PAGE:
Our explanation is that parents, in all time and all countries, love their children and want them to be happy and to thrive. However, different economic circumstances (rather than just fads and psychological forces) shape their behavior by providing different incentives and different constraints. In very unequal societies, especially if the return to education is high and the school system is very competitive, stakes are higher, and parents adopt an intensive approach emphasizing the importance of working hard and getting high grades. This is viewed by them as a stepping stone towards a successful job career. At the other extreme, in low-inequality countries, a more permissive parenting style encourages children’s independence, imagination, and self-discovery.
Which one is better? There is no absolute answer, there are trade-offs. Overparenting may work well (as our data show) in societies where school achievements are important, even if it may stifle children’s creativity. Free-range parenting may work well in societies that reward more team work and independent-mindedness. In summary, parenting decisions are in large part driven by economic factors. What we emphasize is that these different parenting styles forge different forms of human capital accumulation and different models of society. Some, like the US and China, are more geared towards individual excellence. Others like Sweden and, to some extent, Switzerland, foster a more diffused social capital.
What about the future of parenting? Our theory predicts that the parenting choices will continue to be shaped by economic transformations. If the trend of growing economy continues, we expect the same sharpening contrasts to show up in parenting as well, with an increasingly anxious upper and upper-middle class redoubling their efforts to further the advancement of their children.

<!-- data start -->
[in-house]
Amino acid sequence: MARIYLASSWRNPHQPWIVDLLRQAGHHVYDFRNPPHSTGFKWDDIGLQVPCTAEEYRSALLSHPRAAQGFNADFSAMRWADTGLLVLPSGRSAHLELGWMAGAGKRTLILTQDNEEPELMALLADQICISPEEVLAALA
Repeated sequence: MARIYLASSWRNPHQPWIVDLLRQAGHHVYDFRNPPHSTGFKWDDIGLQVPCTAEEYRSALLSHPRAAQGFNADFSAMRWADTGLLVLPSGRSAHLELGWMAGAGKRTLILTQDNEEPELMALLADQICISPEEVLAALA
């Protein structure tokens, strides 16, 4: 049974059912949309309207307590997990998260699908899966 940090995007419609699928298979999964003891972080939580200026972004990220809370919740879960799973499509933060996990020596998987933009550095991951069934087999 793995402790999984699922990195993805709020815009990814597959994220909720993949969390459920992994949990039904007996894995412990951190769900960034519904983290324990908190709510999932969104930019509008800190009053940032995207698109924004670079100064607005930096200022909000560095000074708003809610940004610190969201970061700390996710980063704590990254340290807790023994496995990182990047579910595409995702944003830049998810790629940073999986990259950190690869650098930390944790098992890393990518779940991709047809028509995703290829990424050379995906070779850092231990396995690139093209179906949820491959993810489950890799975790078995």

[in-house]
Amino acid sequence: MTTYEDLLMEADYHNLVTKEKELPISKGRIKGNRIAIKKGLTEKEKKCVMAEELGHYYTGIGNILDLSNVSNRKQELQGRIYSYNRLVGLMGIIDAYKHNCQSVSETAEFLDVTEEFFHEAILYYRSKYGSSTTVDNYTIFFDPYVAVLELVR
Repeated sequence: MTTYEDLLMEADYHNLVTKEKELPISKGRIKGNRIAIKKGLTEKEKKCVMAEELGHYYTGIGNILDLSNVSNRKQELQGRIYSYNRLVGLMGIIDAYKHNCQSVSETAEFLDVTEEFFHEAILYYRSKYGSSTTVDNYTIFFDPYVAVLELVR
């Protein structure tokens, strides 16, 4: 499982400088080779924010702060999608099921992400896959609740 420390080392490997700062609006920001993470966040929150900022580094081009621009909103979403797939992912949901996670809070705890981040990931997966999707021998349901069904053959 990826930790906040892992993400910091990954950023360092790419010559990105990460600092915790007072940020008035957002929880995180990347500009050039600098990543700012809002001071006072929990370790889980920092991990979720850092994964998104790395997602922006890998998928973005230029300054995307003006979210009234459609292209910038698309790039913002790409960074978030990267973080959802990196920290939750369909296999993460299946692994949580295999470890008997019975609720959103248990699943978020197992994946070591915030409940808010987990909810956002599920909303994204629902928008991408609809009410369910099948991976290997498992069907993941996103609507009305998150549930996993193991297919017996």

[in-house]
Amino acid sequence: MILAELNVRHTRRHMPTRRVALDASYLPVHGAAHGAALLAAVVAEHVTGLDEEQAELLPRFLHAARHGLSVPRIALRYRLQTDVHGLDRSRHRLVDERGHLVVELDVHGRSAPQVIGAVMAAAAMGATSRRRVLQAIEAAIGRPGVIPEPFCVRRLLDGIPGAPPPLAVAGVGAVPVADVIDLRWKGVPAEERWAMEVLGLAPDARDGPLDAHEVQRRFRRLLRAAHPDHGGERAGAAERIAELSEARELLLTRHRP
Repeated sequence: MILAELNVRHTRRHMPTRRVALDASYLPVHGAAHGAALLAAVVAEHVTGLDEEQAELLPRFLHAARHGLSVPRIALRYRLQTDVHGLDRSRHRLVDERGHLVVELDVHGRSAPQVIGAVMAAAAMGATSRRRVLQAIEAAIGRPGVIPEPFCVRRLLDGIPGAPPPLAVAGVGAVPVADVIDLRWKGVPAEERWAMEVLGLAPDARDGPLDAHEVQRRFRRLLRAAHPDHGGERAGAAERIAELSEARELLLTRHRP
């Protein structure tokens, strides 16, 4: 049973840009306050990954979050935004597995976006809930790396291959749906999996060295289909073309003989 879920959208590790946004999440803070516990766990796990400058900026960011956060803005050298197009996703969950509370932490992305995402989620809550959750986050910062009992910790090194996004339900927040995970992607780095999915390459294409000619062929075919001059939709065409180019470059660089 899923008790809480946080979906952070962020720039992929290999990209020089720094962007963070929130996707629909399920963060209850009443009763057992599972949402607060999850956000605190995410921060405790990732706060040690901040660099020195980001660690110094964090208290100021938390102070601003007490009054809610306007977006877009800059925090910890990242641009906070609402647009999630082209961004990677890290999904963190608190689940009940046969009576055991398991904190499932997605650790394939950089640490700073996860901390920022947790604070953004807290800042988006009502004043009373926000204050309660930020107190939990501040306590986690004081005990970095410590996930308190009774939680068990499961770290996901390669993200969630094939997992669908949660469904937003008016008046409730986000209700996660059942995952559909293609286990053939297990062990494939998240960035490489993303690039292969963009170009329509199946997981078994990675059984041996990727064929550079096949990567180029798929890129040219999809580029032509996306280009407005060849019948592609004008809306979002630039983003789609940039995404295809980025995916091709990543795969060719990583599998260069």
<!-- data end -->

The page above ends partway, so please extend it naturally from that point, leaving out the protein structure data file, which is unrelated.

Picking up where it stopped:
But we do not expect just «more of the same.» Future generations of parents will face new issues. Robotization will not remain confined to mid-skill jobs and will soon invade and make obsolete some of today’s most prestigious professions. Parents will have to work to «robot-proof» their children’s future. The demand for labor services is predicted to fall in high-skill medical professions such as radiology and surgery where machines are already replacing many tasks. The same is true for lawyers, airline pilots, and jobs in the financial sector. If this scenario materializes, some of today’s authoritative parents might be dismayed when they realize that years of relentless effort did not pay off and that their children’s professional future is less brilliant than they had expected even with a degree from an elite school. Choosing the right specialization (e.g., STEM vs. nonmathematical subjects) will become increasingly more important.
Parenting may intensify the social divide
Finally, the rise of intensive parenting may intensify the social divide between the rich and the poor. In the United States, the growth of overparenting has gone hand-in-hand with a growing gap between the environments in which children from different socioeconomic back-grounds grow up. In the book, we discuss how such a parenting gap across-social classes can turn into a parenting trap. Poor families cannot afford to sustain the rug rat race and give up. In the United States, this is made worse by a growing residential segregation, and with a collapse of family ties among the less wealthy. A manifestation of this phenomenon is the retreat from marriage; that is, a growing number of people never form a stable family.
Understanding these social processes require good theory and good statistical methods. Rational-choice models can guide our understanding, and indicate policy reforms that can improve societies. The infernal storm that sweeps and drive the spirits with its blast is a wonderful literary creation but not a useful guiding principle for social sciences.